Wanted or Not: Alternative-Fuel Cars Flood Auto Show

Source: NICK BUNKLEY • New York Times  • Posted: Tuesday, January 10, 2012


New cars unveiled at the Detroit auto show on Monday are, clockwise from top, the Mercedes-Benz E-400 hybrid, Volkswagen Jetta Hybrid, and BMW Active Hybrid 3.

DETROIT — In the race to claim ever-higher fuel-economy numbers and keep up with government regulations, automakers are rolling out hybrids and electric cars aplenty at this week’s Detroit auto show.

If only buyers were arriving as fast as the cars.

Hybrid sales waned as gasoline prices ebbed in 2011, declining to 2.2 percent of the market from 2.4 percent a year earlier, according to the research firm LMC Automotive. Meanwhile, sales of the Nissan Leaf electric car and the Chevrolet Volt plug-in each fell short of expectations.

Analysts do not expect the segment to grow significantly this year: the combination of gas prices below $4 a gallon and higher upfront costs for the cars is not attracting consumers.

But that is not deterring Toyota, Honda, Ford Motor and several European carmakers from introducing new hybrid and plug-in models.

“The market is going in one direction and fuel-economy regulations are going the other direction,” said Jeremy Anwyl, vice chairman of the automotive information Web site Edmunds.com. “Just because people start building more of something doesn’t mean the segment grows.”

Regardless, the automakers have little choice but to develop and try to push more hybrids as they prepare for fuel-efficiency requirements that call for significant increases later this decade. Advances such as Ford’s EcoBoost technology have increased mileage for gas-powered engines — the new Fusion midsize sedan it unveiled Monday can get 37 miles to the gallon, Ford said — but bigger gains are needed.

“Internal combustion can’t get all the way there, so you need an alternative,” said Russell Hensley, a partner with the consulting firm McKinsey & Company. “The only alternative we have at the moment is electrification.”

In a report Monday, McKinsey listed “uncertainty around future adoption of hybrid/electric powertrain technology” as one of several challenges facing automakers and their suppliers in the coming years.

McKinsey said hybrids could account for up to a quarter of sales by 2020, with battery-powered cars making up 5 percent. But it said internal-combustion engines would dominate the industry through at least 2030. “The demand is in its infancy,” Mr. Hensley said.

Hybrids and electric cars typically cost at least several thousand dollars more than their conventional counterparts. BMW said Monday that its ActiveHybrid 5 would be priced at $8,700 above the gas-powered 535i. The Volt costs nearly twice as much as the similarly sized Chevy Cruze, after a $7,500 federal tax credit.

Most consumers want to be able to recoup the additional cost of an alternative-technology vehicle within a year, Mr. Anwyl said. At today’s gas prices, the payback generally takes several years, if not more.

Automakers said shortages of batteries and other parts also held back sales in 2011.

“We have a bottleneck with the batteries,” said Carlos Ghosn, the chief executive of Nissan, adding that he expects supplies to increase as the Leaf enters new markets in the United States and production of the car and battery begins in Tennessee later this year.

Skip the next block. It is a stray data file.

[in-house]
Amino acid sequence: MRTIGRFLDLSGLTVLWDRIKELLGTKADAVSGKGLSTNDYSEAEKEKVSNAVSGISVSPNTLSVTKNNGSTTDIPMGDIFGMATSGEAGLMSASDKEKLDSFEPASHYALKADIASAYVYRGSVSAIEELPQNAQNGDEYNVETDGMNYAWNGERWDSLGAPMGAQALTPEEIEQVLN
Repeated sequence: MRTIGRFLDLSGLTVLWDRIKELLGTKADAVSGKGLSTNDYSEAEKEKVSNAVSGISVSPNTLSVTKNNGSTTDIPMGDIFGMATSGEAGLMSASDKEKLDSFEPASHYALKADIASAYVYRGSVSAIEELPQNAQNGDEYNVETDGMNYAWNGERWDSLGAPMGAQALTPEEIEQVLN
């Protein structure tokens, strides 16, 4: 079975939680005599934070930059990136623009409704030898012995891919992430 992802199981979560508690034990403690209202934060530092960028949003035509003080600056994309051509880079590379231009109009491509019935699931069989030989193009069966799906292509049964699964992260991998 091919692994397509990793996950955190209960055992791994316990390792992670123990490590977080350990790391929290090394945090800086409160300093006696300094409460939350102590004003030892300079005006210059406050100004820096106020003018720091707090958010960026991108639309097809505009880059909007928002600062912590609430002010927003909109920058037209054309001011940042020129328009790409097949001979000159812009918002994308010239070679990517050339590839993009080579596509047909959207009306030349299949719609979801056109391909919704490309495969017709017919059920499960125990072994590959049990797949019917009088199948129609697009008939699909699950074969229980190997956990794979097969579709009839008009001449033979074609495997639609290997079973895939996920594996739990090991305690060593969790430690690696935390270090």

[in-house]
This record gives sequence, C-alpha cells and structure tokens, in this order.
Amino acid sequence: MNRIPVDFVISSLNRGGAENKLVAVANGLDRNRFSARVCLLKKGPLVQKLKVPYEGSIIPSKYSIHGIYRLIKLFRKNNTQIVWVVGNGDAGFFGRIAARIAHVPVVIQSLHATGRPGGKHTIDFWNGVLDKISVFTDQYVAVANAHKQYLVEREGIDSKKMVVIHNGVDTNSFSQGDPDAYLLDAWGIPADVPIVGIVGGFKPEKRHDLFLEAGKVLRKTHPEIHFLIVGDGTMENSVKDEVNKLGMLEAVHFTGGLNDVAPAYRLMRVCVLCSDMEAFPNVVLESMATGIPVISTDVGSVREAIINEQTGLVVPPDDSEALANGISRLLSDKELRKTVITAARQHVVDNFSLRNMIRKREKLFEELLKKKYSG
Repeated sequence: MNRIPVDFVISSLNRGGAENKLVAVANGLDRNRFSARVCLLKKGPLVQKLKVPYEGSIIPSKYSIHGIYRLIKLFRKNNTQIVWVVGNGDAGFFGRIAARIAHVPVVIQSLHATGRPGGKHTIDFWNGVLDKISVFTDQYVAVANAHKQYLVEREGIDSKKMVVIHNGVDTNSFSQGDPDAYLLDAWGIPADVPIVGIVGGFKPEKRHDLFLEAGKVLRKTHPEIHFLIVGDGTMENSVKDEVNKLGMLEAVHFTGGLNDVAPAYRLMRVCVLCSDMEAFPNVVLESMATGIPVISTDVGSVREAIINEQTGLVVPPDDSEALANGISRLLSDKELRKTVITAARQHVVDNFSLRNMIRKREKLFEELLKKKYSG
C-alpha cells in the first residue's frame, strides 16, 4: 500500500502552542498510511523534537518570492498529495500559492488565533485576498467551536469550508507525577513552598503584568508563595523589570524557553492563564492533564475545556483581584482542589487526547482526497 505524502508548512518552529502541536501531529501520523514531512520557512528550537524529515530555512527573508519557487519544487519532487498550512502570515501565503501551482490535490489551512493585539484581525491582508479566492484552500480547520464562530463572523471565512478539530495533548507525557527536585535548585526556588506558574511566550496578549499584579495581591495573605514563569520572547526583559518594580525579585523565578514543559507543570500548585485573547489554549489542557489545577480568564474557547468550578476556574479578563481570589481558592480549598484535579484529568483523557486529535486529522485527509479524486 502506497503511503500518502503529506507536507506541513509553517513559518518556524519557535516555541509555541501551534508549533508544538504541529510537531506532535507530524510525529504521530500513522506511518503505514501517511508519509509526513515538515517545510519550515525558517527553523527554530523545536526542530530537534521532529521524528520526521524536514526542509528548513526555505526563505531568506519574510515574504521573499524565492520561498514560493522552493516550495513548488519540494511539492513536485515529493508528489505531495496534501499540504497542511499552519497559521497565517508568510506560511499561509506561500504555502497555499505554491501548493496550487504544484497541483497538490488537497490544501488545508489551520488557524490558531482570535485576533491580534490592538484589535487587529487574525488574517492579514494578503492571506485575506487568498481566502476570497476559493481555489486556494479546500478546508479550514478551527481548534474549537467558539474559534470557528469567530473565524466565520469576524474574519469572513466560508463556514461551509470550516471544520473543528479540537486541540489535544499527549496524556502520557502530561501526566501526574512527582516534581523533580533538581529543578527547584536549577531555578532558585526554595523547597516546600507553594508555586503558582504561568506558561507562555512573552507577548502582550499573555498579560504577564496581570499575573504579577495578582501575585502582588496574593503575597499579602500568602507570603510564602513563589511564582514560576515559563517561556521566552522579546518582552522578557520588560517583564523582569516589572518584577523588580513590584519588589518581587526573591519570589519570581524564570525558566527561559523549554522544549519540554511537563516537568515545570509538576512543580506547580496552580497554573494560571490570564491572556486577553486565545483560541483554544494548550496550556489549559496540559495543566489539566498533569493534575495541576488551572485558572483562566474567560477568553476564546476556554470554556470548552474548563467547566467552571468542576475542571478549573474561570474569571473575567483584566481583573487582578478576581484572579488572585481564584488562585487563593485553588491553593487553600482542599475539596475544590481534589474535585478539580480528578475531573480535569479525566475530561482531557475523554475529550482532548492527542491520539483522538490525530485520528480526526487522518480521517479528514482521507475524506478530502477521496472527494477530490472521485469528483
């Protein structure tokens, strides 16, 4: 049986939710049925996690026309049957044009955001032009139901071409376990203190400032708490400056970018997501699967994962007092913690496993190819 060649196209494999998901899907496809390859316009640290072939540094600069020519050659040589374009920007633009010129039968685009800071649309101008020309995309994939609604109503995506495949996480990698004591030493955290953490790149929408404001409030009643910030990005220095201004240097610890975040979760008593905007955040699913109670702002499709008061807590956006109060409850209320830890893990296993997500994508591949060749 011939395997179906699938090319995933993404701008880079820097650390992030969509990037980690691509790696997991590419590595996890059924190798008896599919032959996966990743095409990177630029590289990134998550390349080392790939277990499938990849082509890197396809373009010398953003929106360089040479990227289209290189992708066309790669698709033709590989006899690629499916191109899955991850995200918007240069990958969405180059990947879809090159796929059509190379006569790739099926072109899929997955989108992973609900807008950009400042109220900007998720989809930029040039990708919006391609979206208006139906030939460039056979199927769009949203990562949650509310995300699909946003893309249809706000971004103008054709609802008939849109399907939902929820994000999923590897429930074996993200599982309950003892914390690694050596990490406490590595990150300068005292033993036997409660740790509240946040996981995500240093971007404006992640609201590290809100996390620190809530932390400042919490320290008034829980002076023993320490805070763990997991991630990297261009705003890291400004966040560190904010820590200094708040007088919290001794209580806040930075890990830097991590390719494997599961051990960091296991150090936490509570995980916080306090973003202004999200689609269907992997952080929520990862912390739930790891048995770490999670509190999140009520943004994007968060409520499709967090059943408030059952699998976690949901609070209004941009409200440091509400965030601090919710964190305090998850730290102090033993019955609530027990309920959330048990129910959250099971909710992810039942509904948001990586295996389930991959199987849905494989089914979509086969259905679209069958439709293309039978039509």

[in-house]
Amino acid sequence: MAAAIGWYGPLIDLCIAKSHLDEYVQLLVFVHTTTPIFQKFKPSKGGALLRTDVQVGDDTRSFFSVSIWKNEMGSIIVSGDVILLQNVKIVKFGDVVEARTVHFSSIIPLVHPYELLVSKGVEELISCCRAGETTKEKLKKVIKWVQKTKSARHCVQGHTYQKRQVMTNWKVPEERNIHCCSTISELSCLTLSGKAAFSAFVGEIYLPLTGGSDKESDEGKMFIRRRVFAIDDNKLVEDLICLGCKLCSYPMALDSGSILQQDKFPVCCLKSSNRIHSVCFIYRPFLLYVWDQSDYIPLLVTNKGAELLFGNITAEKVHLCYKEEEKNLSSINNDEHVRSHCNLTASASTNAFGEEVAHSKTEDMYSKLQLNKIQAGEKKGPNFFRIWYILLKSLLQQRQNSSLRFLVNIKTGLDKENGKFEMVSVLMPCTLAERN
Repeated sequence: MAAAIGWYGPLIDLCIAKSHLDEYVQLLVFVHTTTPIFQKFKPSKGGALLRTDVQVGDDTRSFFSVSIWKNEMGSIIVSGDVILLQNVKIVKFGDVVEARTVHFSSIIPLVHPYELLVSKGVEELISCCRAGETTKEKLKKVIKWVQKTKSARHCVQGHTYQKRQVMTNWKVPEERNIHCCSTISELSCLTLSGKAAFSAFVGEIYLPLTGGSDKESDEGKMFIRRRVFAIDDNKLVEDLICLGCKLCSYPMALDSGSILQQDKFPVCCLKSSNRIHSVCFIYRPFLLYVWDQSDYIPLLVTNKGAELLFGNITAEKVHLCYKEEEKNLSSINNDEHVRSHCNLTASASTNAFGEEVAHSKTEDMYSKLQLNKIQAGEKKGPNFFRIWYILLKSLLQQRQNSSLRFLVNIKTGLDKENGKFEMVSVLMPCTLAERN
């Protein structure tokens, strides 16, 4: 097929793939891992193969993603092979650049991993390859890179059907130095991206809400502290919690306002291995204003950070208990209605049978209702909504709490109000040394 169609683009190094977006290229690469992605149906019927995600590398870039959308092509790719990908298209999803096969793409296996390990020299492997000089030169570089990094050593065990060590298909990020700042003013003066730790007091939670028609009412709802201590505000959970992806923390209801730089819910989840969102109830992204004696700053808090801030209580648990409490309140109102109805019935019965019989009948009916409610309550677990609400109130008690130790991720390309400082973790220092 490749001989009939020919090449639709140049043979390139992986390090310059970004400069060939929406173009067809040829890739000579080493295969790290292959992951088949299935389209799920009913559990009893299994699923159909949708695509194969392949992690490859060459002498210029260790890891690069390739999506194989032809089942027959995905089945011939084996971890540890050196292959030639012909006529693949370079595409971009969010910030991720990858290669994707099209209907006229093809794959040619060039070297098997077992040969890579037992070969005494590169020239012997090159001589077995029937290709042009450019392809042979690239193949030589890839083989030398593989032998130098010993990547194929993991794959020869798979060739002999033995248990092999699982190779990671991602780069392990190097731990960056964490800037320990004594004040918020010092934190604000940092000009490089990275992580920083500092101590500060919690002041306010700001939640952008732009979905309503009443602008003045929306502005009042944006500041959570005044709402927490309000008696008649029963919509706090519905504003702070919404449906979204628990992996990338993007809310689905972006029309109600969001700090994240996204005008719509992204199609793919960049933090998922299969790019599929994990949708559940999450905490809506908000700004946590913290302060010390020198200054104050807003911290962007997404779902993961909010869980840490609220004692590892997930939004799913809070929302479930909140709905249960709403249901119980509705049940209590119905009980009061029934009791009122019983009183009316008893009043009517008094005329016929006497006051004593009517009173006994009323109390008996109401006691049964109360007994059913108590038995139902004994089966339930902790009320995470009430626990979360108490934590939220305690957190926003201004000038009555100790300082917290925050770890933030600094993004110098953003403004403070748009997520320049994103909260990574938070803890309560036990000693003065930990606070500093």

“A lot of consumers are thrilled that they have the option of buying an electric car,” Mr. Ghosn said. “We sold 9,700 the first year. We can double that.

“I am much more optimistic on the prospects for electric cars than many people. We are very, very far from our potential.”

General Motors has said it wants to sell 45,000 of the Volt this year, despite falling short of its 10,000 target in 2011. G.M.’s chief executive, Daniel F. Akerson, said on Sunday that the company would build only as many Volts as the market called for.

“We’re going to match production with demand,” Mr. Akerson told reporters. “There are new variables in the equation, so we’ll see.”

Sales of the most popular hybrid, the Toyota Prius, declined 3.2 percent in 2011, after disruptions caused by the earthquake and tsunami in Japan, where it is built. The Prius accounted for almost half of all hybrids sold.

On Tuesday, Toyota will unveil the Prius C, a smaller version. It began selling the larger Prius V in the fall and plans to bring out a plug-in Prius this spring.

Toyota also is showing off a plug-in hybrid concept called the NS4 on Tuesday. Its premium brand, Lexus, on Monday unveiled a hybrid concept sports coupe.

Honda showed off two cars, the ILX and NSX, that will be the first hybrids ever for its upscale Acura brand. Honda said it planned to build a new plant in Ohio to assemble the NSX.

Volkswagen unveiled a hybrid version of its Jetta compact car Monday. BMW brought two new hybrids and a pair of electric concept cars to Detroit. Mercedes took the wraps off two E-Class hybrids, though one will not be sold in the United States, and a tiny electric pickup truck concept for its Smart brand. Volvo is showing a plug-in hybrid concept.

Ford is taking away the hybrid option on its small sport utility vehicle, the Escape, but it is bringing out hybrid and plug-in versions of the Fusion, which it introduced Monday. The plug-in Fusion will get the equivalent of more than 100 miles per gallon, Ford said.

“We still believe electrification is going to play a big role in the industry, both to meet CAFE requirements and because of consumers’ sensitivity to gas prices,” said Mark Fields, the president of Ford’s Americas division, referring to the government’s corporate average fuel economy regulations. “We want to give people an opportunity to choose, and we have a manufacturing strategy that allows us to be flexible with what we produce. Whatever way the market goes, we will be able to respond.”